iamnothamlet’s #CBR5 Review #38: The Panopticon by Jenni Fagan

Cannonball 38Do you remember the central conceit of William Goldman’s The Princess Bride, that Goldman had taken an old forgotten novel and just taken out the boring parts? Well, it feels like someone did the opposite to Jenni Fagan’s first novel. The story promises all sorts of interesting occurrences and unusual circumstances, but time after time the author insists on refraining from really getting into the thick of her story, instead relying on writerly craft and a bag of tricks to impress her readers rather than entertain them.

The Panopticon is narrated by Scottish teenager Anais Hendricks, a ward of the state with no past, a tendency to violence, and little prospect for spending her life anywhere other than an institution. At the start of the novel, Anais is under suspicion of putting a female cop into a coma and is being transferred to an experimental new facility called the Panopticon. The structure, based on the real life design by English reformer Jeremy Bentham, is a circular design with a central watchtower allowing for the residents to be under constant supervision.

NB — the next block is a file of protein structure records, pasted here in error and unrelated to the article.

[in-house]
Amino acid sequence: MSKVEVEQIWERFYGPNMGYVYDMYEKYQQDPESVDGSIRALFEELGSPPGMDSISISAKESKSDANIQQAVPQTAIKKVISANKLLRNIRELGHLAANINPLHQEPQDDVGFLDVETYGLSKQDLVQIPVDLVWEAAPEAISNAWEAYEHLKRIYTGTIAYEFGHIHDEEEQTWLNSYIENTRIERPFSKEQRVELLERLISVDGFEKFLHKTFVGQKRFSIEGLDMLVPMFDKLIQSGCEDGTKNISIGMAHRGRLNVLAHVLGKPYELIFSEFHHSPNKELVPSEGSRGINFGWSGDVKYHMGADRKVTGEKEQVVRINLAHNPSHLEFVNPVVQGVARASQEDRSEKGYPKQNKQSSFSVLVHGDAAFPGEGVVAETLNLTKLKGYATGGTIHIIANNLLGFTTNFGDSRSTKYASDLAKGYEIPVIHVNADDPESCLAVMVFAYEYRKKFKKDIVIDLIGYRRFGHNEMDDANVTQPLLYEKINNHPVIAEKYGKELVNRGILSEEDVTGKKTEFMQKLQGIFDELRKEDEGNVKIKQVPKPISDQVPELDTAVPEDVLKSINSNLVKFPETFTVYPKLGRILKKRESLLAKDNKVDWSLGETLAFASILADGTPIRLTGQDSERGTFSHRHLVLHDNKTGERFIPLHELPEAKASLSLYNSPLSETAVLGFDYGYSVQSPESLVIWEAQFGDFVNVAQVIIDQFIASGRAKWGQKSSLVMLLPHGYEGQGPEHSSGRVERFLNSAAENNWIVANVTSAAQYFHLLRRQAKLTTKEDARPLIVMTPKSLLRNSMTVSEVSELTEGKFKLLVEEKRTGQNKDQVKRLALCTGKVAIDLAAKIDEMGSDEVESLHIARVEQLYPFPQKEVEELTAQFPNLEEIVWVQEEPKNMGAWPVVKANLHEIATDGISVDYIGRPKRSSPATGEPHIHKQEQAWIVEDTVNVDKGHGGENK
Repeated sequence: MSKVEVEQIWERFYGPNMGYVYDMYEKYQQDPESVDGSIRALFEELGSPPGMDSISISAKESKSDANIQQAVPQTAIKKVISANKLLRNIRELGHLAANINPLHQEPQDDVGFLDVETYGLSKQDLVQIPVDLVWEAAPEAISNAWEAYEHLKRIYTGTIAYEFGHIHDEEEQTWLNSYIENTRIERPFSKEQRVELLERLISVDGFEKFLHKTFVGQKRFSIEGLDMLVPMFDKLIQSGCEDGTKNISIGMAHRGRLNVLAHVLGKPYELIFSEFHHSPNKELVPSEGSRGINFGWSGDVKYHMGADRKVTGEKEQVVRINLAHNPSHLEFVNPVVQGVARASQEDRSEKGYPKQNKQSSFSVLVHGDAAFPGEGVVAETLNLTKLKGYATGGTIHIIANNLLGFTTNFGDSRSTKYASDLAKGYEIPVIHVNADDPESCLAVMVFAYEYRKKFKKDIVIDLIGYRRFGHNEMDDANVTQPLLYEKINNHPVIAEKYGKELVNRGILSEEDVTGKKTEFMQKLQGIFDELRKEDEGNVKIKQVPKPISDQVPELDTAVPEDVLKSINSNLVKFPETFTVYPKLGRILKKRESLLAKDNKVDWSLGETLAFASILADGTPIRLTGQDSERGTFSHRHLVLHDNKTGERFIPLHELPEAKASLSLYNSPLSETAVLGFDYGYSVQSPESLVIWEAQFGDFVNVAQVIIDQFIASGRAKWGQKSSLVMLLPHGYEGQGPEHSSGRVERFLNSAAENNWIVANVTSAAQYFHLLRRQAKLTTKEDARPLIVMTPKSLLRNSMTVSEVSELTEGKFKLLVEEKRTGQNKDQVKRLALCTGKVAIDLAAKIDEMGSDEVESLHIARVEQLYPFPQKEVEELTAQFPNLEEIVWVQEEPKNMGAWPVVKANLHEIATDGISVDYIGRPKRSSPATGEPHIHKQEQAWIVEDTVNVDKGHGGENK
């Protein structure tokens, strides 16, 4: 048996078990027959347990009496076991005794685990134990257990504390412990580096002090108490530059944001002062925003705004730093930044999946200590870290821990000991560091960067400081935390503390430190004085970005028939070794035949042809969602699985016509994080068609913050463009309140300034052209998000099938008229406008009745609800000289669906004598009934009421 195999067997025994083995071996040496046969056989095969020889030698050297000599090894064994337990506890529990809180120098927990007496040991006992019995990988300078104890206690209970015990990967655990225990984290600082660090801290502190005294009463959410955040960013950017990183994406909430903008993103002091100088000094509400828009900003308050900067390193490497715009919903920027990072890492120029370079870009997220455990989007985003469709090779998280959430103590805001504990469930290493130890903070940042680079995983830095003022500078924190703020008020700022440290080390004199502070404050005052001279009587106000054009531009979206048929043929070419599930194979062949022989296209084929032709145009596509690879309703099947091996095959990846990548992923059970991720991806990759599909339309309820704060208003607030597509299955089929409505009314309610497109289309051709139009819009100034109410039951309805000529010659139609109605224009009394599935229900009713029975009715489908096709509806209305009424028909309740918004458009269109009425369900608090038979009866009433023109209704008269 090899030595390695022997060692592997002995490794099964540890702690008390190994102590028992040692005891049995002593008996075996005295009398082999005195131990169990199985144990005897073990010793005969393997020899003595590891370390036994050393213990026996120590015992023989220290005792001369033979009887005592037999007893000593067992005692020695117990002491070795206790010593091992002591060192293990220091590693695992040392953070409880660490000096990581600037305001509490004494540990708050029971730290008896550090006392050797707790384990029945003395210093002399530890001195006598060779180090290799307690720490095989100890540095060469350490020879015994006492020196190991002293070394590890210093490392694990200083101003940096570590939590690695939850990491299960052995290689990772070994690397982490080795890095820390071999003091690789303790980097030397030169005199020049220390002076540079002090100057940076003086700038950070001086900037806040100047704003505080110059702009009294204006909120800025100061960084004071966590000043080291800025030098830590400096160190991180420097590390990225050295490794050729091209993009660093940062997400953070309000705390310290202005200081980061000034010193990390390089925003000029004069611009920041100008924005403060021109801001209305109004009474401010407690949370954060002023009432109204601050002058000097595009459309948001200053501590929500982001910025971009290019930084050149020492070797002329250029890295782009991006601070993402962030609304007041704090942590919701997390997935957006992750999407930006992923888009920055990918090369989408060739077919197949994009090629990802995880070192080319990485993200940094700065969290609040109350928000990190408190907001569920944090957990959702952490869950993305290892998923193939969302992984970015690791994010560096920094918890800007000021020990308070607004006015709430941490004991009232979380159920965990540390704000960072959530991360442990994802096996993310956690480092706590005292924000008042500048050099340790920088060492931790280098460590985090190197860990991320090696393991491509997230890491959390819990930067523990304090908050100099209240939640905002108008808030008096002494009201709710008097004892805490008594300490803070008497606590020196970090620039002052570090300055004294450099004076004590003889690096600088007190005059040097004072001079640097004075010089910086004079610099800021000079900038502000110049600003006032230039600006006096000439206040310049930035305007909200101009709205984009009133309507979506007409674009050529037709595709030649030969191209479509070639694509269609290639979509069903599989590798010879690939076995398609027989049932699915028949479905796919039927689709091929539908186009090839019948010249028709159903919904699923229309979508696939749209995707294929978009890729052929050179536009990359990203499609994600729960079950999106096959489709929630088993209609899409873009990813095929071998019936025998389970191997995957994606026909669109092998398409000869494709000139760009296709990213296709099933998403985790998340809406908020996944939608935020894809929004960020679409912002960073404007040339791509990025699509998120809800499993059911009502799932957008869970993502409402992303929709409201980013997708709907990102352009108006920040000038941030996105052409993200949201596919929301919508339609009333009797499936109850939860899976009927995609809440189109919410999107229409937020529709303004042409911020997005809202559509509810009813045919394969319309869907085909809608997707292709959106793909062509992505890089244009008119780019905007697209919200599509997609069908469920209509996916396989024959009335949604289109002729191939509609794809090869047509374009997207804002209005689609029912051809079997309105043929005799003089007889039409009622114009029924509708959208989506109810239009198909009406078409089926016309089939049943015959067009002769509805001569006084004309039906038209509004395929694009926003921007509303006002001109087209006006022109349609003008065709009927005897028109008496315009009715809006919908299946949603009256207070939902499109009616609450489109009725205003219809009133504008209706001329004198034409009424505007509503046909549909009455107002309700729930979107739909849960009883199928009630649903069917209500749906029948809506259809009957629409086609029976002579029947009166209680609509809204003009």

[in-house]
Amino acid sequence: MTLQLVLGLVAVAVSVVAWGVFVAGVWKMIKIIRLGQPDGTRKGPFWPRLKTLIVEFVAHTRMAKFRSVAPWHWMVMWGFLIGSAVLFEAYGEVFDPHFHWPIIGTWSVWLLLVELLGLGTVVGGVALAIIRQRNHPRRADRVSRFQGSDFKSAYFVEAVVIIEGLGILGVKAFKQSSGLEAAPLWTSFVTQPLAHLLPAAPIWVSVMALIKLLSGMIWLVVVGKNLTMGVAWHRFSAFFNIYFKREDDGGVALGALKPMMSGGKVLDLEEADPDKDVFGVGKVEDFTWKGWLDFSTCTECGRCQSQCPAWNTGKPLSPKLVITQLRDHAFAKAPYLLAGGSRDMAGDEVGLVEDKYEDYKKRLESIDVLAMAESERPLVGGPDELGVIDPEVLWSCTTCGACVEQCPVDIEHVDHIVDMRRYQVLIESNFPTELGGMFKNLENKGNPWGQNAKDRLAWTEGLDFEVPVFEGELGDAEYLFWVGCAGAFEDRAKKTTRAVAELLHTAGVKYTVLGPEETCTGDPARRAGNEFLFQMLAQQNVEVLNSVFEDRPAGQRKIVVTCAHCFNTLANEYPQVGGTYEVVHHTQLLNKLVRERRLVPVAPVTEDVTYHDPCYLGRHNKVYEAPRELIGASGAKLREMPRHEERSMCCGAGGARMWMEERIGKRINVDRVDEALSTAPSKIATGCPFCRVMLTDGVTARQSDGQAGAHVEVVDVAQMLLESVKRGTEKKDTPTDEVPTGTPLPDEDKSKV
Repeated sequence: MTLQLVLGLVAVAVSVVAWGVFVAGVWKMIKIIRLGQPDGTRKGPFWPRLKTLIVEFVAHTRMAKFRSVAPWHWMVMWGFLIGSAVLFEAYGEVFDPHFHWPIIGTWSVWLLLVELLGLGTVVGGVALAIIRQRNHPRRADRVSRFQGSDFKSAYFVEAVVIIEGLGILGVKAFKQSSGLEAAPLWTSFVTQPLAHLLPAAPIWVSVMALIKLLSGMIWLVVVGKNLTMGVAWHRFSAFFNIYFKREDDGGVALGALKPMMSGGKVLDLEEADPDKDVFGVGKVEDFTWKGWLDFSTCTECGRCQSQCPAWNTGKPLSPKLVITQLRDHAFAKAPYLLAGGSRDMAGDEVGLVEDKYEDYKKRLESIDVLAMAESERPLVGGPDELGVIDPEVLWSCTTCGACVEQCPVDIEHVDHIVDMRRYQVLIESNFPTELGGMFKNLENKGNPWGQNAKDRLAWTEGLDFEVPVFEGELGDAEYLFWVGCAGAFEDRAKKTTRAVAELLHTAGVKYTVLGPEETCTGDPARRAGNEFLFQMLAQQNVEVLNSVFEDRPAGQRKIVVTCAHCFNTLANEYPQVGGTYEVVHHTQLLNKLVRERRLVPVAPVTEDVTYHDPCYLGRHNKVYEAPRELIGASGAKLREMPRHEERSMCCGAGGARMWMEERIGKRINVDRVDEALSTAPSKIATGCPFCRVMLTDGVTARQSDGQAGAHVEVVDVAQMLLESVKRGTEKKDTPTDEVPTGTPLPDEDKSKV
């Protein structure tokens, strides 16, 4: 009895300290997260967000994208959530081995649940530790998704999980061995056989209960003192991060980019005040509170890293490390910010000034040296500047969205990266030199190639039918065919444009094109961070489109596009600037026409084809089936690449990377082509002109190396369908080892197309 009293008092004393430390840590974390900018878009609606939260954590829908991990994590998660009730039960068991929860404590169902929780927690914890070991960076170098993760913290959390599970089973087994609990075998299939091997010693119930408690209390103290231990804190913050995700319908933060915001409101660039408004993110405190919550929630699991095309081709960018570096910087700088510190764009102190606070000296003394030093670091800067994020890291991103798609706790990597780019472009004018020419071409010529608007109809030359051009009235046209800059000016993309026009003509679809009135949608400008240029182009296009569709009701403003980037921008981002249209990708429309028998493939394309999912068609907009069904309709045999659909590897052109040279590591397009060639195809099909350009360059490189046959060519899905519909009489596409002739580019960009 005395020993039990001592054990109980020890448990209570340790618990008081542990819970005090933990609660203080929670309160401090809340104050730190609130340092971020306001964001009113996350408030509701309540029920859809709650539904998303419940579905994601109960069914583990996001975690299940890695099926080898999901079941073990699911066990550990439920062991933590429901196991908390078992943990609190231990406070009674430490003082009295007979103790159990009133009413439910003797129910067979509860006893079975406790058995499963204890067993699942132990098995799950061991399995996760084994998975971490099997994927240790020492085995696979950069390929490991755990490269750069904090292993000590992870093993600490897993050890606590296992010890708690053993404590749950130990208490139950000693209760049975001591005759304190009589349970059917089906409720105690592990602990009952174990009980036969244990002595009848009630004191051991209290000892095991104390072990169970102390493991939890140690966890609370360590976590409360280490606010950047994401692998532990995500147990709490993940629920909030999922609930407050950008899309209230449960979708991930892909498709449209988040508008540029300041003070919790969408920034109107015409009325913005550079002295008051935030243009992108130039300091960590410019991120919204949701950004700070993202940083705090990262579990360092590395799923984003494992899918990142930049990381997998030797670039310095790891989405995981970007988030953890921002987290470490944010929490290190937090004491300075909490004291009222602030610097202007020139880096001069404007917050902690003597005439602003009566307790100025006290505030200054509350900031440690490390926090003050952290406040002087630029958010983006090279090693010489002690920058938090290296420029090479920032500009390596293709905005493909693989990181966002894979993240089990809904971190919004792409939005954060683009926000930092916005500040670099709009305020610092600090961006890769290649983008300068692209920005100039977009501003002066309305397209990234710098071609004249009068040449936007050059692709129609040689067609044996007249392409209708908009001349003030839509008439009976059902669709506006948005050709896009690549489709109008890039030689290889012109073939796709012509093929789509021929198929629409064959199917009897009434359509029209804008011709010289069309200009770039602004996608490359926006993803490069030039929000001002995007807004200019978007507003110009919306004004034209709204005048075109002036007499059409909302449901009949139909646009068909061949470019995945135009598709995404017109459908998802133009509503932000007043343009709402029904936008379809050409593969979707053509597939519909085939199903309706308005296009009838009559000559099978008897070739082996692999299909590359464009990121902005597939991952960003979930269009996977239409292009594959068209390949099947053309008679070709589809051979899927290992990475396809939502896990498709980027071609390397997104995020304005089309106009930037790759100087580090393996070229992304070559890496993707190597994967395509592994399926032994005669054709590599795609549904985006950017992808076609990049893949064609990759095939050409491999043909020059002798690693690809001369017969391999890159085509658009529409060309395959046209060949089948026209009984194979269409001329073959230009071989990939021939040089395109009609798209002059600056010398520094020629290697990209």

The staff of the Panopticon are a mixed lot, but they do try their best for Anais and her fellow residents, a collection of similarly troubled young men and women, many with tragic family backgrounds. Anais grows particularly close to the other girls, Isla, Natasha (Tash), and Shona (Shortie.) Together they discuss their various crimes, share cigarettes, pot, and other drugs, and commiserate over being stuck in such a dreadful place. Isla and Tash are in love and planning to start a life together with Tash’s money from prostitution. (The residents are given what to an American seems like an astonishing amount of freedom for people supposedly posing a danger to themselves and others.)

The main problem with The Panopticon is Fagan unwillingness to commit, either to her story or to the bleak portrait of human nature suggested by her plot. Some of the horrors that Fagan hints at would be described by many as unimaginable, but that cliche does not absolve Fagan from trying. The novel’s impact is lessened by Fagan’s flinching from real, searing description and explication. Time and again the reader is abandoned by Fagan, a narrative trick which feels like the author recognizing her own shortcomings and trying to play them off.

 

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